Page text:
How to recycle a milk carton into a beautiful bird

August 18, 2012
Author: Hannah

Turn a plastic milk carton into an intriguing hanging bird. This recycled art activity is a great kids’ craft idea for a rainy day. Why not make lots and turn them into a mobile or race them in the garden?

Bird made out of a milk carton, hanging in a bush

What you’ll need:

  • A pair of scissors.
  • An empty 2-litre milk carton


1. Give your milk bottle a really good rinse and peel off any labels.

2. Put the bottle on a hard surface, like the floor or a table, and poke your scissors into the bottle near the bottom. Once your scissors are in, cut all the way around to remove the bottom section.

Hand cutting the base off the milk carton using scissors

3. On the opposite side from the handle, you’ll find a seam, which you should cut all the way up until you get to the 2-litre mark.

Hand cutting up the seam of the milk bottle using scissors

4. This step is where you make the beak of the bird. Starting at the top end of the seam, cut a curve around each side of the bottle neck towards the top – but don’t cut right through. Draw a line first if it helps.

Hand cutting the beak for the bird in the milk bottle with a pair of scissors

5. Next, push the new beak ‘flap’ inside the neck of the bottle and up through the hole (where the milk usually comes out). You may need to bend and push and wiggle it up.

Hand creating the beak of the bird in the milk bottle

6. Now for the wings and tail. Hold the bottle in a horizontal position, with the handle at the bottom.

Starting a couple of centimetres in from the side, cut a curve round and up towards the handle, then round and down until you reach the bottom end of the seam cut you made in step 3.

You can discard the piece of plastic you’ve just cut out.

Hand holding the cut milk bottle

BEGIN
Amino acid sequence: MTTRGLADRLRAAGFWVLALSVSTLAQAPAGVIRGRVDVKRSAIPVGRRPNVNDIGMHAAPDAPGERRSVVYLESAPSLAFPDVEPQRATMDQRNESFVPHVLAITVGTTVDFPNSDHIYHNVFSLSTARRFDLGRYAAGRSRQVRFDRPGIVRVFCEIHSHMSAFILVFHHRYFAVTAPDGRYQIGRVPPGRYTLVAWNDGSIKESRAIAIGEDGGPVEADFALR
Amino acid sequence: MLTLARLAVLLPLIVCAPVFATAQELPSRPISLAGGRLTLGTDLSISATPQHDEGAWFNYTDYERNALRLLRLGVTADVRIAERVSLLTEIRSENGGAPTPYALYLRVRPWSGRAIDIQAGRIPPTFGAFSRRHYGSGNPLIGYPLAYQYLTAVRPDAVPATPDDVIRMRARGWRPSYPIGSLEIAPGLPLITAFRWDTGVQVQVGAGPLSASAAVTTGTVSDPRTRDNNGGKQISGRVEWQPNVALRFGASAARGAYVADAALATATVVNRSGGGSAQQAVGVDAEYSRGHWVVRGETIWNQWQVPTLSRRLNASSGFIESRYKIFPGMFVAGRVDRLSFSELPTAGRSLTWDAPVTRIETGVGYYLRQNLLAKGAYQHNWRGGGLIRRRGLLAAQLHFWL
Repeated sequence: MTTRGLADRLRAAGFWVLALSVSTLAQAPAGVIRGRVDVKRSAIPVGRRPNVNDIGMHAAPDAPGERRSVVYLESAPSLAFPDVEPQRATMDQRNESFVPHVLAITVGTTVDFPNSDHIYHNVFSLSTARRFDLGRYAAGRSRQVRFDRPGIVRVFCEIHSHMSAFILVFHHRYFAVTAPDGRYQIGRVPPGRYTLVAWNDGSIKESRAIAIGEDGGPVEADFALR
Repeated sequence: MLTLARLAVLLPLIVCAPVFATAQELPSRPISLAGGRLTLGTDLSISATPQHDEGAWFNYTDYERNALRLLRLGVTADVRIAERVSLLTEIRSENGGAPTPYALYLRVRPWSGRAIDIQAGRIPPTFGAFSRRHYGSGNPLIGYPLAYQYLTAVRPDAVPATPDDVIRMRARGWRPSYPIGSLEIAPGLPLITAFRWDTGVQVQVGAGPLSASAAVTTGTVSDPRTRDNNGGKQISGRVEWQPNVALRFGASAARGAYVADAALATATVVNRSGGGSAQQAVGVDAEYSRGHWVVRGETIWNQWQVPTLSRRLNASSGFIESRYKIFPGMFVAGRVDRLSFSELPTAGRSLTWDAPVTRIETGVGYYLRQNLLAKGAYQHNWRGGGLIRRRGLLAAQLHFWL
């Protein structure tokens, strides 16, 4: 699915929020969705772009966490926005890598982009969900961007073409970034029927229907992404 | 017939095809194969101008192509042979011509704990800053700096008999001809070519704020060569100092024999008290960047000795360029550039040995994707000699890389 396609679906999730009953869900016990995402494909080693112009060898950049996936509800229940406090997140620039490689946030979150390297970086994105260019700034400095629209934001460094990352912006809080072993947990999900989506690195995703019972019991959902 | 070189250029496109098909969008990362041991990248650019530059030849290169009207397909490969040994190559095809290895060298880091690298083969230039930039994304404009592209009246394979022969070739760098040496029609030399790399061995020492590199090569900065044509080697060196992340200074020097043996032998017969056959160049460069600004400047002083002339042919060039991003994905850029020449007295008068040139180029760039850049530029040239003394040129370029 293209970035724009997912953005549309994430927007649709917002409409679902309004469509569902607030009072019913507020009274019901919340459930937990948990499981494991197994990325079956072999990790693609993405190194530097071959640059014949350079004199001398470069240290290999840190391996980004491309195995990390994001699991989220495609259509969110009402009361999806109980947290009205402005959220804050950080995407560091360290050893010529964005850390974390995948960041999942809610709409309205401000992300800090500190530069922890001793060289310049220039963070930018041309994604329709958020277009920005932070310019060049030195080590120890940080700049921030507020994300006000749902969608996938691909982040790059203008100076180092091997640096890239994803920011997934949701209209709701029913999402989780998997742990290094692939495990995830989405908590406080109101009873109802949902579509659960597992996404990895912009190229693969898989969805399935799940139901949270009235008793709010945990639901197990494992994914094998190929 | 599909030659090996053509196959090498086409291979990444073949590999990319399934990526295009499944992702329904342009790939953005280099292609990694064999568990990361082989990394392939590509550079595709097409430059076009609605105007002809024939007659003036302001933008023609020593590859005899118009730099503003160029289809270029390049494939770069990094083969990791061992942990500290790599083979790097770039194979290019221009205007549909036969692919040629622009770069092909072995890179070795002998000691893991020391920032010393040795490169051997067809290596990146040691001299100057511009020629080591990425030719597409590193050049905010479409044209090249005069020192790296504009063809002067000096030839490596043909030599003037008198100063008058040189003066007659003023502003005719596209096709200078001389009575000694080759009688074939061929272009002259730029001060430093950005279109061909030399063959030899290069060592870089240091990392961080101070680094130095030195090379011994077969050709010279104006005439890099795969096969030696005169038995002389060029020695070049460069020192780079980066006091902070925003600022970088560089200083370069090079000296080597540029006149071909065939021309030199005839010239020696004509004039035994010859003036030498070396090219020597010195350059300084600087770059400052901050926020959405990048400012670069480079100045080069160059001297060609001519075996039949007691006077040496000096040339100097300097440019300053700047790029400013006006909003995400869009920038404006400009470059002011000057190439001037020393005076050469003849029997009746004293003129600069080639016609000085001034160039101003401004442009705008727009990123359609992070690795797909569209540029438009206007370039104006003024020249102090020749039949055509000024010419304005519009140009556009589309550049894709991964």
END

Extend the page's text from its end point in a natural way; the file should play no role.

7. Repeat on the other side.

Milk bottle cut into the shape of a body of a bird

8. Here’s the best bit. Holding the bottle in a horizontal position again with the handle at the bottom, bend the pointed wing you’ve just created outwards and downwards.

You’re essentially turning part of the bottle inside out, creating shoulders and shaped wings. 

Repeat on the other side, and all of a sudden you should have a milk bottle bird.

Hand bending the milk bottle into wing shapes

You can cut different tail shapes, wings and beaks, paint them, stick on eyes, put them on sticks, hang them from trees, make a mobile, fill them with fat balls to turn them into bird feeders… The possibilities are endless.

Plastic recycling facts
Did you know?

  • Plastic can take up to 500 years to decompose.
  • 275,000 tonnes of plastic are used each year in the UK. That’s about 15 million bottles per day.
  • Most families throw away about 40kg of plastic a year, which could be recycled.

We’d love to see your flights of fancy so share your birds with us on Facebook or Twitter.

With thanks to the talented Kirsti Davies, who has taught many a person to make these birds at Eden.

Art, Recycling and waste
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11 responses to How to recycle a milk carton into a beautiful bird

  1. nikki says:

    They’re fantastic!! I’m going to have a word with our school art department and see if we can’t make a huge mobile with our school plastic .. Thankyou so much for this facebook post!!